Back to Basics: Reflections on Discipleship

Grow.-Plant.-Discipleship

More than a week ago, I had the privilege to sit down with the very first person I shared the Gospel with. His name is Jake, one my best friends. I also had the blessing of discipling this brother, even if I was only a one-year-old Christian then. We were both in our junior year in High School when we began our discipleship journey. To date, Jake is a manager at a renowned company, a happily married man and they have a wonderful baby girl.

In my heart of hearts, I was overwhelmed by God’s grace and was floored by the beauty of His redemptive work in people’s lives. Our initial exchange of jokes about our High School experiences gradually turned into a mood of quiet contemplation as we surveyed God’s hand over the terrain of our lives in recent years. That short yet sweet reunion made me think deeply about my perspectives on discipleship. I am not perfect, but by God’s mercies, I have learned a lot.

Thus, today, I would love to share with you a few reflections that I hope would help firm up our philosophy of discipleship. I believe these points are not exhaustive yet fundamental – simple yet non-negotiable.

First, we must ask ourselves: What is “discipleship”?

Scriptures teach us that a disciple is a pupil or follower of Jesus Christ. Discipleship, on the other hand, is the life-long process in which we, in personal obedience to God and not to people, grow into the likeness of Jesus Christ. This is done through dependence on God who is at work in us through His Spirit to will and to do according to His good purpose and for His glory.  (Luke 14:25-33; Philippians 2:12-13; John 15:8; Ephesians 3:14-19)

 What then is “disciple-making”?

I believe that disciple-making is, and must always be, the main mission of the Church. It is the intentional process of reproducing Christ-like disciples who will do the same for others. It is anchored upon Jesus’ mandate (the Great Commission) and is motivated by our love for God and others (the Great Commandment). The Great Commandment and the Great Commission must never be divorced. (Matthew 28:18-20, 22:37-40; 1 Corinthians 11:1; 2 Timothy 2:2)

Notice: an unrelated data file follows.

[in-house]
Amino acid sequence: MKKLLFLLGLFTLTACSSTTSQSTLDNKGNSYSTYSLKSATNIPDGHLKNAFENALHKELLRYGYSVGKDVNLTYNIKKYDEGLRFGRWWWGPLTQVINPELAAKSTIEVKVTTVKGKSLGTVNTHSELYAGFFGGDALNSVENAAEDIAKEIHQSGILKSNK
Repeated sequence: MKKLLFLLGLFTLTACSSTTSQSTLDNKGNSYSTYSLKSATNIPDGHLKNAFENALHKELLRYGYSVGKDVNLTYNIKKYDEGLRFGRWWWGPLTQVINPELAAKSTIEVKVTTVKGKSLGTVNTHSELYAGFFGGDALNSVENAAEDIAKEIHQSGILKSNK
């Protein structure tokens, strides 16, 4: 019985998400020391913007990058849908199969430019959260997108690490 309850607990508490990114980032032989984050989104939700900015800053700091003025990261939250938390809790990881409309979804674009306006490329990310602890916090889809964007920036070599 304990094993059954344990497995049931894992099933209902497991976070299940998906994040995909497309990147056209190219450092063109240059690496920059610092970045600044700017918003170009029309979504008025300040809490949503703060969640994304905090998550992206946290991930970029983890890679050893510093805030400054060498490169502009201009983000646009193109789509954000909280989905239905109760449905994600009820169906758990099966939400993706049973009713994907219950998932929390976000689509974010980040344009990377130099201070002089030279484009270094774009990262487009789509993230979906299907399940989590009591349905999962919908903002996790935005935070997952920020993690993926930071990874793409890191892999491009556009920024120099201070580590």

Why do we need to make disciples today?

  1. It is a mandate for all believers/followers of Jesus Christ.
  2. It is a humble privilege to take part in God’s redemptive mission.
  3. It is an opportunity to make a lasting impact to the following generations.

 What are other practical benefits of disciple-making?

  1. The focus of the church becomes simple. We learn to be sensitive to what the Lord wants to prioritize. We allocate our energies to the things that truly matter.
  2. When there are movements of disciple-making happen, more people are reached and transformed by the Gospel.
  3. God-focused leaders, Growth Groups and churches are intentionally reproduced.

What helpful reminders do we need to constantly embrace in this disciple-making journey?

  1. We begin with the end in mind – following Jesus and multiplying Christ-like disciples.
  2. We start discipling others by building authentic relationships with a small number of people.
  3. We help each other deepen in our relationship with the Lord through disciplined study of Scriptures, fervent prayer, and in mutual accountability.
  4. We grow wide in impact by mentoring our disciples on how to disciple others.
  5. We must remember that all these are done through the empowerment of the Holy Spirit.

Again, I believe the abovementioned points are not meant to be exhaustive yet fundamental – simple yet non-negotiable. For that is exactly the point: we need to constantly get in touch with the basics of a biblical kind of discipleship so that we will not get lost along the way. We will go through pains and heartaches, but all these are part of the necessary journey.

The disciple-making journey can only succeed when we abide in Christ, and our comfort is this: the God who called us is always with us. Let us press on, Church. Just like the Apostle Paul in Philippians 1:6, “I am sure of this, that he who began a good work in you will bring it to completion at the day of Jesus Christ.” Press on!

 

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